NEW YORK – The dinosaur skeleton that sparked an international custody battle began its journey home Monday, as Mongolian officials formally took possession of the fossilized bones of the T. rex-like predator during a ceremony held in Manhattan.
A skull and jawbones represented the guest of honor: the dinosaur. And before the ceremony began, Bolortsetseg Minjin, a Mongolian paleontologist, posed for photos behind the fossils at a hotel across the street from the United Nations.
Almost a year ago, Bolortsetseg was among those who raised concerns about plans to sell the fossils, from an Asian relative of Tyrannosaurus rex known as Tarbosaurus bataar, at a public auction, saying they were likely taken illegally from Mongolia. Bolortsetseg said she was amazed at the speed with which the case was resolved. [Album: A Tarbosaurus Travels from Auction to Courtroom]
"This is just like, I want to wake up," she said.
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Bolortsetseg pointed out neat letters, CMMD1, written on the fossilized bones. The letters identify this specimen as the first one in Mongolias first dinosaur museum, the Central Museum of Mongolian Dinosaurs, where all Mongolian dinosaurs will be registered in a museum database, she said. Bolortsetseg said she will serve as the museum's chief of paleontology and assistant director.
Off the black market
During the ceremony, Oyungerel Tsedevdamba, Mongolia's minister of culture, sports and tourism, and John Morton, Director of the U.S. Department of Homeland Security's Immigration and Customs Enforcement, signed a certificate of repatriation of the 8-foot-tall, 24-foot-long specimen.
"By returning this dinosaur, we right a great wrong," Morton said. "This dinosaur skeleton belongs in Mongolia, not on the black market."
Mongolian law makes dinosaur fossils found within its borders state property, so they cannot legally be exported. Paleontologists supported the Mongolian claim on the Tarbosaurus because nearly complete specimens from this species are only known to be found in a single rock formation within Mongolia. However, fossils from this species and others known to come from this country routinely show up for sale in the United States.
Eric Prokopi, the man who prepared the rough Tarbosaurus fossils and attempted to sell them through a public auction on May 20, 2012, has pleaded guilty to three felony charges related to illegally importing fossils.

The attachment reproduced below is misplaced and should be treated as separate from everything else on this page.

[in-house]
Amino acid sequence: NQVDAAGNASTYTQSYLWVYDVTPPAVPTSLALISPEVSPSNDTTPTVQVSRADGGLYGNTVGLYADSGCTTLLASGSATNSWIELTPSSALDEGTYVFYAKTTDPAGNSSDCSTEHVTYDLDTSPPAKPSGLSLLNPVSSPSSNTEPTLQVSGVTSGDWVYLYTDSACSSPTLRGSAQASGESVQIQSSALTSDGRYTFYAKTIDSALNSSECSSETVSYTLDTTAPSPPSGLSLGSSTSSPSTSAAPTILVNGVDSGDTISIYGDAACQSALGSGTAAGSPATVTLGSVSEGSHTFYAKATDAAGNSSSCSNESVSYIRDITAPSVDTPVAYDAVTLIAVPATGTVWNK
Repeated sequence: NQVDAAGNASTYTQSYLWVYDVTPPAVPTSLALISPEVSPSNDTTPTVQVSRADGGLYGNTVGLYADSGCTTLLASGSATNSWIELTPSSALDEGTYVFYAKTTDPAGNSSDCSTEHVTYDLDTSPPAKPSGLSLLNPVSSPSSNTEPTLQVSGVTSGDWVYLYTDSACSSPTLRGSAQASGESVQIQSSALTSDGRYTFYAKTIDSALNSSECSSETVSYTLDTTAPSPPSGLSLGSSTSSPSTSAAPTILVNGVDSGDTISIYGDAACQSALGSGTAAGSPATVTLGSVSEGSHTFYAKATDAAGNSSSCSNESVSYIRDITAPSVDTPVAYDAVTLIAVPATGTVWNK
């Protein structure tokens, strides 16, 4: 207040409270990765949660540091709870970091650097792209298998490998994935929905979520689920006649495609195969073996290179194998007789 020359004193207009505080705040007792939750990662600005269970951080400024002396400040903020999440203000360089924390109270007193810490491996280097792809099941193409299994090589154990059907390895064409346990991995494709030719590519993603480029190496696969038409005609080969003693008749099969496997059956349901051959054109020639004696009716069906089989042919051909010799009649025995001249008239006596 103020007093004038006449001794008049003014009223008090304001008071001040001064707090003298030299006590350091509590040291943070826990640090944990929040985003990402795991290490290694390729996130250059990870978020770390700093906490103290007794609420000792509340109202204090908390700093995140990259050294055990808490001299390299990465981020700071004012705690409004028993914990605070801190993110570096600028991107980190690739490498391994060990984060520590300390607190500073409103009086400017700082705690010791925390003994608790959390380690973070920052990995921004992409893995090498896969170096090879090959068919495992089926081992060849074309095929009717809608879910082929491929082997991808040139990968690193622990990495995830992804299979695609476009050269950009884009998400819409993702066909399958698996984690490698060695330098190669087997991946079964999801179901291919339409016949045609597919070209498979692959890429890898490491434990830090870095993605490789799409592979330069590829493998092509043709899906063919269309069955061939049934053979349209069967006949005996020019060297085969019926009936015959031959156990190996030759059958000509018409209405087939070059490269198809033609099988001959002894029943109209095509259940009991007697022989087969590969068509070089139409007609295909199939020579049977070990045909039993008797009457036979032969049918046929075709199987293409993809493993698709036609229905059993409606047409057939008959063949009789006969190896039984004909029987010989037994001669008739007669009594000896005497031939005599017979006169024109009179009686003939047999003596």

From auction to guilty plea
Nearly a year ago, Oyungerel's husband, a U.S. citizen named Jeff Falt, read a LiveScience article about the impending auction and recognized the dinosaur as a species that is known to come primarily from Mongolia. Oyungerel took the news to the office of her boss, Mongolian President Elbegdorj Tsakhia. In response to his claim, the Manhattan U.S. Attorney launched a civil case to take possession of the dinosaur, followed by criminal charges against Propkopi.
"It's been like a cross between Indiana Jones and Sherlock Holmes," Ann Altman, an American who has acted as a facilitator for the Mongolians, told LiveScience.
The Tarbosaurus is not the sole specimen being returned to Mongolia. After he pleaded guilty in December, Prokopi agreed to surrender a number of other dinosaur fossils from Mongolia and one specimen from China. The Mongolian specimens included fossils from two duck-billed hadrosaurs; a number of birdlike oviraptors, most still embedded in matrix; and a second Tarbosaurus specimen.
A growing list
During the ceremony, Manhattan U.S. Attorney Preet Bharara announced that the list of returns has grown even longer. A fossil dealer in England, named Chris Moore, is surrendering a number of Mongolian fossils as part of an agreement to avoid litigation.
Moore was involved in the T. bataar case; both he and Prokopi were listed as sellers on Heritage Auctions' consignment agreement for that dinosaur. However, Moore did not become publicly involved in the ownership dispute over the specimen.
Moore is shipping Tarbosaurus and many other fossils to the United States for repatriation to Mongolia. The 18-item list contained in a court document includes fossils from a chickenlike carnivorous dinosaur known as Gallimimus, duck-billed Hadrosaurs, armored Ankylosaurs and others.
The high-profile T. bataar case has sparked more interest in paleontology among Mongolians, Oyungerel said.
"Before T. bataar, we vaguely knew about what we had, we knew we are a land of dinosaurs," she said. "[But] we didn't have a single star who can be a representation of the whole paleontological heritage that we have. That's why Tarbosaurus bataar became like a hero."
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